Opened 5 years ago

Last modified 3 months ago

#12547 needs_information task

Get analysed data from bridge reachability tests to tor-devs

Reported by: hellais Owned by: sysrqb
Priority: Medium Milestone:
Component: Circumvention/BridgeDB Version:
Severity: Normal Keywords: ooni, bridge-reachability
Cc: asn, vmon, sysrqb, dcf, hellais, isis, phw Actual Points:
Parent ID: Points:
Reviewer: Sponsor:

Description

This means setting up a web server on the post processing machine (the one running the collector) with some access control so that tor devs can read the reports.

Child Tickets

Change History (9)

comment:1 Changed 5 years ago by isis

Keywords: ooni bridge-reachability added

Correct me if I'm wrong, but I think we've all decided that (for now at least) OONI people will be running the collector mentioned in #12545, which means that this access-controlled web interface would also be on that machine rather than BridgeDB.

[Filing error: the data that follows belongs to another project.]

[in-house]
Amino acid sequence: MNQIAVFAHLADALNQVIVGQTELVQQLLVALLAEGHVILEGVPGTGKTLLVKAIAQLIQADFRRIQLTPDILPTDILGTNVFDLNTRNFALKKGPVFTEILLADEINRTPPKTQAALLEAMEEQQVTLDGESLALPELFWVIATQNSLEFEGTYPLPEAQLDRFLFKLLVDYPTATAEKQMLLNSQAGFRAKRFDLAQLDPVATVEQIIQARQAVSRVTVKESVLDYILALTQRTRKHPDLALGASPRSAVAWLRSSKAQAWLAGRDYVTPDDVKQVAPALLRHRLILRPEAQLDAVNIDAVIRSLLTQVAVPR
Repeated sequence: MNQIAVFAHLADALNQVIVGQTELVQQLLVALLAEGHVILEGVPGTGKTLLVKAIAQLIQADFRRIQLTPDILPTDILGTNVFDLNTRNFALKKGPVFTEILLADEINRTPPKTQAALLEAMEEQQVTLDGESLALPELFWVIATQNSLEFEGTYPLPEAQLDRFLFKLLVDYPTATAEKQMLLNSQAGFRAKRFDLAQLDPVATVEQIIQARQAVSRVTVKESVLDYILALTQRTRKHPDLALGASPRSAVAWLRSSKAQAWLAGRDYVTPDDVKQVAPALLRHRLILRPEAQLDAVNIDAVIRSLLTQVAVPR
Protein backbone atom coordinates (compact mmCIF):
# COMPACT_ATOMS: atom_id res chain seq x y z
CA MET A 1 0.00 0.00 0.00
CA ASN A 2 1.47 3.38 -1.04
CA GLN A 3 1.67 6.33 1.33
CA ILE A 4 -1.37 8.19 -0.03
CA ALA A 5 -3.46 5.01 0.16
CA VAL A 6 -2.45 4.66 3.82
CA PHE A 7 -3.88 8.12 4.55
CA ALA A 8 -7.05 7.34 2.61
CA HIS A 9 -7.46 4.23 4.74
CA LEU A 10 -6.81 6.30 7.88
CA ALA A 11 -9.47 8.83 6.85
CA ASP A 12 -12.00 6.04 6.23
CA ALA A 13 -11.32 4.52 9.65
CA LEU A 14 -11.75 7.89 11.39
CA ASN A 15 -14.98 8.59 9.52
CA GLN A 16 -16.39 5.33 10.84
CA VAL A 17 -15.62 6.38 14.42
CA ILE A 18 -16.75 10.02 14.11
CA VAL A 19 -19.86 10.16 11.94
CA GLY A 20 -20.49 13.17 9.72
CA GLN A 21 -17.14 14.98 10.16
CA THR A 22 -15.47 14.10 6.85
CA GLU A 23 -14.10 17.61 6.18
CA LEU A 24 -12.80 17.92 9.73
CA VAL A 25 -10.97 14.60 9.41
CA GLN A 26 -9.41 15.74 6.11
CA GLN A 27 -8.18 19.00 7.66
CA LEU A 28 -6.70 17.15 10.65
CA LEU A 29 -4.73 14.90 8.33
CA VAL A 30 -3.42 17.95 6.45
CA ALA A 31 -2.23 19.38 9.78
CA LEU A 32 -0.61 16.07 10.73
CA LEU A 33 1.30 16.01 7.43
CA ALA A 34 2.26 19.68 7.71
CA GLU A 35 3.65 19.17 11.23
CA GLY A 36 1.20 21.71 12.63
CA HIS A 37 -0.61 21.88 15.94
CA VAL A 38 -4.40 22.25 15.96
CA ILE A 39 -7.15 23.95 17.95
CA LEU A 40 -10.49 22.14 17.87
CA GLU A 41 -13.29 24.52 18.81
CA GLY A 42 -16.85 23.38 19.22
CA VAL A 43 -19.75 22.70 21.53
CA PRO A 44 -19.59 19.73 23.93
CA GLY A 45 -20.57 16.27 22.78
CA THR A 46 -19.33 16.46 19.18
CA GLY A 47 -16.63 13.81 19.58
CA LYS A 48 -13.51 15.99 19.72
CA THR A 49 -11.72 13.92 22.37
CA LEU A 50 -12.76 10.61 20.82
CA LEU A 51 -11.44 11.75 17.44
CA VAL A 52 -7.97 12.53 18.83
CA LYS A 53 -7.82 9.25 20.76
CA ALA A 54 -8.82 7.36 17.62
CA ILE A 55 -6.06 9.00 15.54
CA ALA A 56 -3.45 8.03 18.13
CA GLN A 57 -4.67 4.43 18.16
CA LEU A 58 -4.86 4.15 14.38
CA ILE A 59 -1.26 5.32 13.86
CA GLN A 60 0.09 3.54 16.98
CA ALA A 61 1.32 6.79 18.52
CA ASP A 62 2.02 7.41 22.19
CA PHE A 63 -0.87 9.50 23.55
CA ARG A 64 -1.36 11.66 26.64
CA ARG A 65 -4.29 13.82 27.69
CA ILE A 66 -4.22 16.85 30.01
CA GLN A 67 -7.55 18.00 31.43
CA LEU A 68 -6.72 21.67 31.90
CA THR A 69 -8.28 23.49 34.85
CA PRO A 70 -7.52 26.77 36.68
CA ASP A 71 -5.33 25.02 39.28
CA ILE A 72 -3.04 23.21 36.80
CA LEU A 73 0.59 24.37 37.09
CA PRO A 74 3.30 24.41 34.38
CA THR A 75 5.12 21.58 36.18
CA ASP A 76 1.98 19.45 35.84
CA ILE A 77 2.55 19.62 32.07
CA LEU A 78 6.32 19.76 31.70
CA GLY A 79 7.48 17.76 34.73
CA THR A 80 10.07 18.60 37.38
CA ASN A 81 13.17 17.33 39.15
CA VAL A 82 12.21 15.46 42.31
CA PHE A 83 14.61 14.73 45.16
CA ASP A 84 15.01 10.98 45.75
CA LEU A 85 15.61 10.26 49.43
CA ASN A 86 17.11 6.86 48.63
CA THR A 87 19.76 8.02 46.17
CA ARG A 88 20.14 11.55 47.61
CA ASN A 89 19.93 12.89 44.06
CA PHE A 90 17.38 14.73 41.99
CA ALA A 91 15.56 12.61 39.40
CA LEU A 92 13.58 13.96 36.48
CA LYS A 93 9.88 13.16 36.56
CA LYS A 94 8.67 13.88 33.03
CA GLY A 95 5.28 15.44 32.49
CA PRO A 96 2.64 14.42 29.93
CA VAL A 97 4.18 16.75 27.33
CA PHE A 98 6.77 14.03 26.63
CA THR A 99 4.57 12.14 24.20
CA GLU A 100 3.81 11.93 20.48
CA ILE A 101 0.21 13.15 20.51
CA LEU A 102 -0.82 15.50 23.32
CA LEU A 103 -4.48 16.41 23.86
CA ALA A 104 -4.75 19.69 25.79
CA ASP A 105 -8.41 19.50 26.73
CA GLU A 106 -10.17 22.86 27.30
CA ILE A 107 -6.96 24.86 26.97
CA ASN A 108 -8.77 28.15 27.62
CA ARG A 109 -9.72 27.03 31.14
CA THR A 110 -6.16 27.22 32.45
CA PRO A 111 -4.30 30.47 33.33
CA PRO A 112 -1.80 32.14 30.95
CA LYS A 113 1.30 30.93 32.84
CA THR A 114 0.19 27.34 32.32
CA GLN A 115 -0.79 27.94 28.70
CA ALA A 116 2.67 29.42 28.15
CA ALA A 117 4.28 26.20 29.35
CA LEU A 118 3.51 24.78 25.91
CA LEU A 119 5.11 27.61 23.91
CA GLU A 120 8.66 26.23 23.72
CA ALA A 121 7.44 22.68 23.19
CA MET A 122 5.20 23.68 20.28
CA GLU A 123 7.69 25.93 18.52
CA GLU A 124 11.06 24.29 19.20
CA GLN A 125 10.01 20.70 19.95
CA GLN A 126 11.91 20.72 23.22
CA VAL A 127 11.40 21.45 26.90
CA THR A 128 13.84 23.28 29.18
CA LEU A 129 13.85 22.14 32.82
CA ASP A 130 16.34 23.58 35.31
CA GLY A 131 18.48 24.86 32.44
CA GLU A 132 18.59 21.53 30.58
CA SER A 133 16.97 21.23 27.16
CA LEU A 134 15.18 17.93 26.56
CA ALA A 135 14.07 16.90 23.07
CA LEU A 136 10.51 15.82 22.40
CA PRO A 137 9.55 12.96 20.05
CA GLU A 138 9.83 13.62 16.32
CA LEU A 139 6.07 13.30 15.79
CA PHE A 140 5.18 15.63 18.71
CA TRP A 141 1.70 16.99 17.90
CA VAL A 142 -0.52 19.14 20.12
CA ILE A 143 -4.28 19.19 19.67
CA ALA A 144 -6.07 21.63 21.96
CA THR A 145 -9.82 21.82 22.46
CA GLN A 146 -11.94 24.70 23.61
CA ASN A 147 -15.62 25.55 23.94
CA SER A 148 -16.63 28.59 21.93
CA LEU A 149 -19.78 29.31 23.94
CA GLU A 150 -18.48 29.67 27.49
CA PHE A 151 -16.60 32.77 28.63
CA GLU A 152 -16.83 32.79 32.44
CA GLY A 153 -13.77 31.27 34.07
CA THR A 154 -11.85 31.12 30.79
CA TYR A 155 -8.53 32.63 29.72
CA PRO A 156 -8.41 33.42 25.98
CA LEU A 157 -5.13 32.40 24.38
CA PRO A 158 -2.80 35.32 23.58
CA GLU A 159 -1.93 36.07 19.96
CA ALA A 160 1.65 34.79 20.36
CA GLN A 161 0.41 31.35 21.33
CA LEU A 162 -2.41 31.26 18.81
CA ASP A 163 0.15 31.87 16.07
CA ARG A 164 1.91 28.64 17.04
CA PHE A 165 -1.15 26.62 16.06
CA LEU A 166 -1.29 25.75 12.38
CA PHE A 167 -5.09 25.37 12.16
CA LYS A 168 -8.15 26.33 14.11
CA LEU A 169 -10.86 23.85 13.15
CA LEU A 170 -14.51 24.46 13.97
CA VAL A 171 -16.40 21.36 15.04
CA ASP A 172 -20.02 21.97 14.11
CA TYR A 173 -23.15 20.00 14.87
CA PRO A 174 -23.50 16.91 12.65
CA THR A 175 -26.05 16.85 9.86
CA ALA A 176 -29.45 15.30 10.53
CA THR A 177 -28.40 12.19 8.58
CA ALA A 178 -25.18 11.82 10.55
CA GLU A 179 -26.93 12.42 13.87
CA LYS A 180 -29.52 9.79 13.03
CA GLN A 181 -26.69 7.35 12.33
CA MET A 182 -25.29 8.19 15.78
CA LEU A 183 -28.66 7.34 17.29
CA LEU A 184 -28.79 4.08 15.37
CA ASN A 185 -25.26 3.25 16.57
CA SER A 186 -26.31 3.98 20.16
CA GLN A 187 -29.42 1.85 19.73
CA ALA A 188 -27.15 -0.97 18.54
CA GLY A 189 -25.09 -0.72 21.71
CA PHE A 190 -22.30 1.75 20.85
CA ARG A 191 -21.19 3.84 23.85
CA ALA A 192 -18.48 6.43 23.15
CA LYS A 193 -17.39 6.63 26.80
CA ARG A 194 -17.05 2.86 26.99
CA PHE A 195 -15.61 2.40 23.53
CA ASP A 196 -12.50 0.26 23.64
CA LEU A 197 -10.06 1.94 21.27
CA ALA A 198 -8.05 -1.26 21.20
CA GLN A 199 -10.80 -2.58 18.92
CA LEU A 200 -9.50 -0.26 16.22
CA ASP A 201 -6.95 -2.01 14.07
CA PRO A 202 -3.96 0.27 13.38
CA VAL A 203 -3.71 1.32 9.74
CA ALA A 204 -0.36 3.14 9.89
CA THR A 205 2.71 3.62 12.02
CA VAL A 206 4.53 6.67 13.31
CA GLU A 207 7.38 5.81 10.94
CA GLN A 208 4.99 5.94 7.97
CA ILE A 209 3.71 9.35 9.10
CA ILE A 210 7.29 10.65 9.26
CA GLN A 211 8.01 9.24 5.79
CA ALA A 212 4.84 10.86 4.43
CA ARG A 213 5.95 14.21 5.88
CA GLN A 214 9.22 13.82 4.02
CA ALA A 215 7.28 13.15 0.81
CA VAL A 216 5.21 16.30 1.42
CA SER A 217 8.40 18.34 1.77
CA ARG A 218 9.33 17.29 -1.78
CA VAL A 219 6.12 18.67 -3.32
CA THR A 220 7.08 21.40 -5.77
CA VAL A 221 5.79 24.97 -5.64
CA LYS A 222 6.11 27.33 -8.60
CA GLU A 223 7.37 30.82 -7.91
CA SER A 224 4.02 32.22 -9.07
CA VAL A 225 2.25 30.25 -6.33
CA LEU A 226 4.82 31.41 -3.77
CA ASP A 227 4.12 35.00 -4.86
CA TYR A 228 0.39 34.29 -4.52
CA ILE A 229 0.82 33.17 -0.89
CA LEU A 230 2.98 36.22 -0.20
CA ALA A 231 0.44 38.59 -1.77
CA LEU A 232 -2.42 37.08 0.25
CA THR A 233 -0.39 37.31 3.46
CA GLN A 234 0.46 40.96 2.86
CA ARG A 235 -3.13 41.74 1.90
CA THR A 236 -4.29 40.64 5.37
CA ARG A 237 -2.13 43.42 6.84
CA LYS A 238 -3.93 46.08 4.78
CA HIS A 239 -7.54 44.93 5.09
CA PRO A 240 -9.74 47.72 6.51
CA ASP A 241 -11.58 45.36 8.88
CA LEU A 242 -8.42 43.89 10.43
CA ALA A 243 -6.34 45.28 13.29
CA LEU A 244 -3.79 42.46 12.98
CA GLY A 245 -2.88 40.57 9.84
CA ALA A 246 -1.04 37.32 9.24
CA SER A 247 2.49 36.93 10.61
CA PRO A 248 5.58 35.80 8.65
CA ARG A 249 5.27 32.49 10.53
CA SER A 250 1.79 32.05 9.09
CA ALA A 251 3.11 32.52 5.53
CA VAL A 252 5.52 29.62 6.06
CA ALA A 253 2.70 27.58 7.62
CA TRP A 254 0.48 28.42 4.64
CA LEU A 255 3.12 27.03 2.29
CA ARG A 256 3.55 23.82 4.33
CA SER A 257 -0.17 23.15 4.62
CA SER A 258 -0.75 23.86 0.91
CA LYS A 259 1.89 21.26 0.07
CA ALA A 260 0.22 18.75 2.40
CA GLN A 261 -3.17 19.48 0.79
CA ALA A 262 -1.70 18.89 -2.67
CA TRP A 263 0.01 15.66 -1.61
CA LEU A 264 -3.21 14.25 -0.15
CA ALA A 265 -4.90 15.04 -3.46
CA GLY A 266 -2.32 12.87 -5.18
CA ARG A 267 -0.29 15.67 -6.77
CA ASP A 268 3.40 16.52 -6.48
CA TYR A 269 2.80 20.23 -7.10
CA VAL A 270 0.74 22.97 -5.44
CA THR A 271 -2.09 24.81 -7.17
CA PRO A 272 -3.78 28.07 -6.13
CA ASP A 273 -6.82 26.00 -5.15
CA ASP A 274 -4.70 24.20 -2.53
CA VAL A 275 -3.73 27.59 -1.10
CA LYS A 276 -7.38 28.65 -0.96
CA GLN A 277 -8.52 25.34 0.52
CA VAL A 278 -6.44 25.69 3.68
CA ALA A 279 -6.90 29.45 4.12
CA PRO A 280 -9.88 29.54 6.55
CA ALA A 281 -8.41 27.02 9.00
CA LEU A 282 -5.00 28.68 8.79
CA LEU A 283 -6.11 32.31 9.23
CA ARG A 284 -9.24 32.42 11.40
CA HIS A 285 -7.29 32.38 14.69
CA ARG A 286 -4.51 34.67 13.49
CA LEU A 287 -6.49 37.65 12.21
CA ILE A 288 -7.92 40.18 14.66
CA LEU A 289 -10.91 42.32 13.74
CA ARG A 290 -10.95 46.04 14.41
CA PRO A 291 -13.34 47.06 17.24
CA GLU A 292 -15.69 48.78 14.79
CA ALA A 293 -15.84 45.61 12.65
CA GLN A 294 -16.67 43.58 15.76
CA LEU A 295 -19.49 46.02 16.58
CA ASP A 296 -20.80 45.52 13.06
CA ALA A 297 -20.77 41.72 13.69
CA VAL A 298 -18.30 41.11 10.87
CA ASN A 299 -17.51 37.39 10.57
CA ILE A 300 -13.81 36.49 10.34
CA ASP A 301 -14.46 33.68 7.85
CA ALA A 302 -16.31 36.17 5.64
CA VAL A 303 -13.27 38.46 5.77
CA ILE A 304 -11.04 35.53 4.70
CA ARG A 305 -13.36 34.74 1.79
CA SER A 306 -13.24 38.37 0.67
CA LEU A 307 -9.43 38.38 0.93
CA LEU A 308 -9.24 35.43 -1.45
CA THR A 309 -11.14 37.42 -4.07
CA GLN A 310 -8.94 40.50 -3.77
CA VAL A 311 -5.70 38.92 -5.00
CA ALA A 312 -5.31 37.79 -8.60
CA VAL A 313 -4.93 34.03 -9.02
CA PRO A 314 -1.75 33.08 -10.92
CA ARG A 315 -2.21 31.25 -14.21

Does the OONI collector already have a builtin web interface like this? If so, does it come with its own access control mechanisms, or would it need to be run behind e.g. Apache?

comment:2 in reply to:  1 Changed 5 years ago by hellais

Replying to isis:

Correct me if I'm wrong, but I think we've all decided that (for now at least) OONI people will be running the collector mentioned in #12545, which means that this access-controlled web interface would also be on that machine rather than BridgeDB.

Yes that is correct. I replied also on that ticket, thanks for raising the question.

Does the OONI collector already have a builtin web interface like this? If so, does it come with its own access control mechanisms, or would it need to be run behind e.g. Apache?

Currently the collector does not do any publishing of the collected reports, it just writes them to a directory that then needs some logic to expose them for use by, for example, the BridgeDB team.